Case Write copy.docx - Case Write-Up By Group 2 Aayush Bhatta Roll No 18713 Laja Shakya Roll No 18786 Priyanka Shakya Roll No 18788 Rupsi Parajuli Roll

Case Write copy.docx - Case Write-Up By Group 2 Aayush...

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Case Write-Up By Group 2 Aayush Bhatta Roll No: 18713 Laja Shakya Roll No: 18786 Priyanka Shakya Roll No: 18788 Rupsi Parajuli Roll No: 18766 Smaran Rai Roll No: 18777 Srijan Mahat Roll No: 18760 Tathagat Pyakurel Roll No: 18775
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What We Learn In This Case: Summary This chapter continues to explore the question of what impacts parents have on their child’s success by focusing on the effects of the child’s name. Considering that baby naming has become big business the question becomes, Does the child’s name matter when it comes to the child’s potential for economic success? The short answer is no. The authors focus primarily on the very different names black and white parents choose for their children and explore whether those differences are a cause of the economic disparity between the two groups. Citing a considerable amount of analysis of data on names from California, we learn at least three things: 1) The names chosen by black and white parents are extremely dissimilar. 2) A child’s name is not a determinant of success but rather a predictor because of what it conveys about the child’s parents. 3) Names tend to cycle through socio-economic strata over time, moving from higher to lower strata and eventually out of favor by most parents. Basic economic models used to help explain some of the authors’ conclusions: 1. Correlation versus Causation: As the chapter title suggests, when we consider the names parents give their children, does a child’s name has any effect on his/her prospects for success? Indeed, a casual examination of the relationship between names and the economic success of the people bearing those names would seem to suggest that in many cases a person’s name really does matter. However, what we’re really seeing is the relationship between the child’s prospects for success and the parent’s socio-economic characteristics. Once again, we have to be careful to avoid confusing correlation with causation. Regarding a child’s name, what the evidence tells us is that it is not the name that matters. Instead, what matters are the characteristics of the parent who gave the child his/her name. On a related note, it is worth considering whether a person’s name could contribute to discrimination against that person. Once again, the data fail to support such a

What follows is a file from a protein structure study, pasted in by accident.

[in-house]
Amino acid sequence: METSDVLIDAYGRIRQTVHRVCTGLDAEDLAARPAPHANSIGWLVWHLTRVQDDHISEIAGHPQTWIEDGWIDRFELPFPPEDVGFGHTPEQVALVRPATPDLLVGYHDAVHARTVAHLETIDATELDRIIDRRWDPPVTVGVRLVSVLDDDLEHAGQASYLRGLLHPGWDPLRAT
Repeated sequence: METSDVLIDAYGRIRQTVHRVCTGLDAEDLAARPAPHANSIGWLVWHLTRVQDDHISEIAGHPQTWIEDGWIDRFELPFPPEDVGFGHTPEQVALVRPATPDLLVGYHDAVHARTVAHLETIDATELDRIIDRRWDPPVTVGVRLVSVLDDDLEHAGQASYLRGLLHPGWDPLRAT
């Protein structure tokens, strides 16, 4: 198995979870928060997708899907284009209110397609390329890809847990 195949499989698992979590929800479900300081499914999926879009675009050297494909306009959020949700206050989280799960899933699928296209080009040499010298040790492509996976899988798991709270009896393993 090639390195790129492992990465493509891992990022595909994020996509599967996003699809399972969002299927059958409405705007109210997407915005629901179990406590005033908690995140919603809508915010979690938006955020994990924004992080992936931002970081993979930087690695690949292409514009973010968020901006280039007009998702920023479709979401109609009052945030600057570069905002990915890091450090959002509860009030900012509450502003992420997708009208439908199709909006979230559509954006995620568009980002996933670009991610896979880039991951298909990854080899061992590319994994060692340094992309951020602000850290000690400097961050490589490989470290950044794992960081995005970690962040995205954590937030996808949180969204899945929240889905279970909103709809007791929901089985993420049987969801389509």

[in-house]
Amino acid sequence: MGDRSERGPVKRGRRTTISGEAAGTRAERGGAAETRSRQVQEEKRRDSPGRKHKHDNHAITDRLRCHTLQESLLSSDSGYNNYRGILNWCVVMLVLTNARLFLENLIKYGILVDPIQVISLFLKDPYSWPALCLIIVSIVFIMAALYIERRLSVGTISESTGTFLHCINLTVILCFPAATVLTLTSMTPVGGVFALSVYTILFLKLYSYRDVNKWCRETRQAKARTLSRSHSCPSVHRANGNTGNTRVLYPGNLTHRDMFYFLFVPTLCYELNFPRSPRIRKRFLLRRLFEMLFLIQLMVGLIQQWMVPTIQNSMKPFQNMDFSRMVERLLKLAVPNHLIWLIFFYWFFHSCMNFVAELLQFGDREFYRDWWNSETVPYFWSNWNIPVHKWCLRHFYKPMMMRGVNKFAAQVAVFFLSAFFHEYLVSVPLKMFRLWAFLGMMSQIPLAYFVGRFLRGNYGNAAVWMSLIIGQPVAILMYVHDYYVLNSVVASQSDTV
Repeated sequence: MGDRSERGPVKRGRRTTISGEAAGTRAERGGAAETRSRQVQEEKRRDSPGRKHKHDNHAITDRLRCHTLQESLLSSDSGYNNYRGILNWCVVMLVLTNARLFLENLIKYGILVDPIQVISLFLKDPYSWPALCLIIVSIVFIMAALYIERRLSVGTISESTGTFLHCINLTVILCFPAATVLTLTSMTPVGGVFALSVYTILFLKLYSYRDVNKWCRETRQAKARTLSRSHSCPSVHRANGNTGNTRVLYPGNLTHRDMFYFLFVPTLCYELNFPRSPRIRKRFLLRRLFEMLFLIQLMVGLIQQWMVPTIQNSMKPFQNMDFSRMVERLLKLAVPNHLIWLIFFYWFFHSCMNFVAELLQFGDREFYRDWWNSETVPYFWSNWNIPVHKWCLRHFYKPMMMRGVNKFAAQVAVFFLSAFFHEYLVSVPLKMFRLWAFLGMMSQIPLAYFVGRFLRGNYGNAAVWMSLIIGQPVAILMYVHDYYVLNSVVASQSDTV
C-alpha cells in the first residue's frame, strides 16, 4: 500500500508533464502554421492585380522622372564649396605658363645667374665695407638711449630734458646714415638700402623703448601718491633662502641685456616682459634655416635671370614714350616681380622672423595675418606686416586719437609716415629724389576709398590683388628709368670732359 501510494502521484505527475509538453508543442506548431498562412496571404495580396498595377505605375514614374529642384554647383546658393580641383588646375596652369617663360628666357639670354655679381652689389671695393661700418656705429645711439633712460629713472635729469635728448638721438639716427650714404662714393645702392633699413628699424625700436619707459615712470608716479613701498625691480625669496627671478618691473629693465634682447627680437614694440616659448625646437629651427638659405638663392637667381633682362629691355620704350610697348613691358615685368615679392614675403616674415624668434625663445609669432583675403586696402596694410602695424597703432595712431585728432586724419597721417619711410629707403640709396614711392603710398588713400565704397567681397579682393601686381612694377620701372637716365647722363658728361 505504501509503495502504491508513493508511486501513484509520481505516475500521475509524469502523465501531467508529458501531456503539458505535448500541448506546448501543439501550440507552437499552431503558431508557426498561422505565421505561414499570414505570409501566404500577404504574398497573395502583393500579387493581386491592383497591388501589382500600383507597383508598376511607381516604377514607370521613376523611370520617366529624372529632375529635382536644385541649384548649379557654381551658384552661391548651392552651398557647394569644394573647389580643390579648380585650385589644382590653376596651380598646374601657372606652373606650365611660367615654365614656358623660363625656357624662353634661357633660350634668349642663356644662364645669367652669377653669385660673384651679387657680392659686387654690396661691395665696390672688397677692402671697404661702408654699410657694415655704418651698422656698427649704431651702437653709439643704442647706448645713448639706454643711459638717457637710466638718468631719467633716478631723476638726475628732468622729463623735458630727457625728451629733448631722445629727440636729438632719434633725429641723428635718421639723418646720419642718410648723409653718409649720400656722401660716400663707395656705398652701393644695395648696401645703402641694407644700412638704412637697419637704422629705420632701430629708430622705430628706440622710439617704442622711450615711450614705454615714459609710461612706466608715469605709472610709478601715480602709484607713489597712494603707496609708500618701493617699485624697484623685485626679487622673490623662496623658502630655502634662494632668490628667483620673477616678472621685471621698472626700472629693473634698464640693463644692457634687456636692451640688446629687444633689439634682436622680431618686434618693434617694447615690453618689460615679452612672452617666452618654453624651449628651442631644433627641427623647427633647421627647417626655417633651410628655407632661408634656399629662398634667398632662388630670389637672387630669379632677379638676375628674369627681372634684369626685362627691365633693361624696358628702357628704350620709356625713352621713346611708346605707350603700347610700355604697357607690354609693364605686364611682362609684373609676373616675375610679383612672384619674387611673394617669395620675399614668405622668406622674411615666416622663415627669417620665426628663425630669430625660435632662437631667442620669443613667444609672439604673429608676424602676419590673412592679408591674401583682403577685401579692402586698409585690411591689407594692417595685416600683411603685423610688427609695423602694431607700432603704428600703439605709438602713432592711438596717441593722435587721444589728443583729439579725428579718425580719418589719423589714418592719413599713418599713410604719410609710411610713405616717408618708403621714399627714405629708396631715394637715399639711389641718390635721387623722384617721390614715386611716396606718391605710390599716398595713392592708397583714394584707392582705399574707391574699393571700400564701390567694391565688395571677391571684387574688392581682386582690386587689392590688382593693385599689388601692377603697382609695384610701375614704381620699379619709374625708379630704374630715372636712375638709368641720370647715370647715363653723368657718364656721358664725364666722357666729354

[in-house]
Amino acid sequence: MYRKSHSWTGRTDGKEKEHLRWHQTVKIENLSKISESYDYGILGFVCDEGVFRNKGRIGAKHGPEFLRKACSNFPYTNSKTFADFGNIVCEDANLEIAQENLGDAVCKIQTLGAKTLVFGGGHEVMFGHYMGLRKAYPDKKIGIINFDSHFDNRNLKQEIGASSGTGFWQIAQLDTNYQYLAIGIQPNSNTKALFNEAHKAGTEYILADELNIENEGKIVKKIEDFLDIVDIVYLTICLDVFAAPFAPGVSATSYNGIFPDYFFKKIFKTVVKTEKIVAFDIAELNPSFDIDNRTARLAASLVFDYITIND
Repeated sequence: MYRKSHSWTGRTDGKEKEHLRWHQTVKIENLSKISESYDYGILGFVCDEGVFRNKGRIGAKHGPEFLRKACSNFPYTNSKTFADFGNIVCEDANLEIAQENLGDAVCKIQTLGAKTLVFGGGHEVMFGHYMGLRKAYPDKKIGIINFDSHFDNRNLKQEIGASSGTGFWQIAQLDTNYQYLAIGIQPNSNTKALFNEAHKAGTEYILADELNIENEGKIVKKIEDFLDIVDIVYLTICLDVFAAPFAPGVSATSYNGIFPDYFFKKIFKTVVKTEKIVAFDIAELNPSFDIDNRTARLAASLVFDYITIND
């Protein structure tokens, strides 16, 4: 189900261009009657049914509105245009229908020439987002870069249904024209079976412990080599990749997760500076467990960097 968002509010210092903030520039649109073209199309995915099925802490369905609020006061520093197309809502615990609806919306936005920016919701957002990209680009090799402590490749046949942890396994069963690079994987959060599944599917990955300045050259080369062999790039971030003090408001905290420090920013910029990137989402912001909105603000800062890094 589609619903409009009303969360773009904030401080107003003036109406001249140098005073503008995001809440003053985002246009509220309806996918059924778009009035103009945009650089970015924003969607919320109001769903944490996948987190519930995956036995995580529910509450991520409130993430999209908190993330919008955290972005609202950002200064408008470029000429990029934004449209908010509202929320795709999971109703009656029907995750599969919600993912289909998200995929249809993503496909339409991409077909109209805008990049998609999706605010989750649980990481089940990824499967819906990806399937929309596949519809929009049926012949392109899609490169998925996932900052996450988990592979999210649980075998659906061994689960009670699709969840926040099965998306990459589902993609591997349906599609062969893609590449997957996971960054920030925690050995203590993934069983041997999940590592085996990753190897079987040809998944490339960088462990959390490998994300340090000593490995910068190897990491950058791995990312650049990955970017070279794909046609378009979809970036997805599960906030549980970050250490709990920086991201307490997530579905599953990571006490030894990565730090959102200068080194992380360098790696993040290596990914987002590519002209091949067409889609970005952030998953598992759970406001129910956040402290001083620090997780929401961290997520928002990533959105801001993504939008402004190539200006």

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  • Spring '17
  • Economics

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